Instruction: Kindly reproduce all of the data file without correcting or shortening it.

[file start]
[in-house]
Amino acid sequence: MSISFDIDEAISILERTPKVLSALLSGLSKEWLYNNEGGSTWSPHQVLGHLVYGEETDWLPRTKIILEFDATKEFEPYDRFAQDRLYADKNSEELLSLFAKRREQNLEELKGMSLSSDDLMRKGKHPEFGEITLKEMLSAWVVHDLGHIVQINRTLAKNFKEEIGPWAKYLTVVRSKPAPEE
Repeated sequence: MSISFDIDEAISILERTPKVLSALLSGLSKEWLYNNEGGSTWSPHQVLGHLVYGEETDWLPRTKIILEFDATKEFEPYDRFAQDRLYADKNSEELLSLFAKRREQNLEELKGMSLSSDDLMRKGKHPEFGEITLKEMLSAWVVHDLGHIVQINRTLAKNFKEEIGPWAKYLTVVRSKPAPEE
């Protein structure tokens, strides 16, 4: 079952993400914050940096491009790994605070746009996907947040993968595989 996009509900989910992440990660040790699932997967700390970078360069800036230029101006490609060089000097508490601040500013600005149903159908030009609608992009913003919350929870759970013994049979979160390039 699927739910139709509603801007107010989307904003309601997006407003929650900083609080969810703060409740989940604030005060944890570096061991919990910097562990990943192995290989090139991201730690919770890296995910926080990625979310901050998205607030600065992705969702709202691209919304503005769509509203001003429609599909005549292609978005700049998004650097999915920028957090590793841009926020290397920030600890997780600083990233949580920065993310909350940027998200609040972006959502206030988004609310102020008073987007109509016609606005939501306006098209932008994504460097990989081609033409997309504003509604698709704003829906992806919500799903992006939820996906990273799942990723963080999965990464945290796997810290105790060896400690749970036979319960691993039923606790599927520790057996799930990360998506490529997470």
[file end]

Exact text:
[in-house]
Amino acid sequence: MSISFDIDEAISILERTPKVLSALLSGLSKEWLYNNEGGSTWSPHQVLGHLVYGEETDWLPRTKIILEFDATKEFEPYDRFAQDRLYADKNSEELLSLFAKRREQNLEELKGMSLSSDDLMRKGKHPEFGEITLKEMLSAWVVHDLGHIVQINRTLAKNFKEEIGPWAKYLTVVRSKPAPEE
Repeated sequence: MSISFDIDEAISILERTPKVLSALLSGLSKEWLYNNEGGSTWSPHQVLGHLVYGEETDWLPRTKIILEFDATKEFEPYDRFAQDRLYADKNSEELLSLFAKRREQNLEELKGMSLSSDDLMRKGKHPEFGEITLKEMLSAWVVHDLGHIVQINRTLAKNFKEEIGPWAKYLTVVRSKPAPEE
């Protein structure tokens, strides 16, 4: 079952993400914050940096491009790994605070746009996907947040993968595989 996009509900989910992440990660040790699932997967700390970078360069800036230029101006490609060089000097508490601040500013600005149903159908030009609608992009913003919350929870759970013994049979979160390039 699927739910139709509603801007107010989307904003309601997006407003929650900083609080969810703060409740989940604030005060944890570096061991919990910097562990990943192995290989090139991201730690919770890296995910926080990625979310901050998205607030600065992705969702709202691209919304503005769509509203001003429609599909005549292609978005700049998004650097999915920028957090590793841009926020290397920030600890997780600083990233949580920065993310909350940027998200609040972006959502206030988004609310102020008073987007109509016609606005939501306006098209932008994504460097990989081609033409997309504003509604698709704003829906992806919500799903992006939820996906990273799942990723963080999965990464945290796997810290105790060896400690749970036979319960691993039923606790599927520790057996799930990360998506490529997470």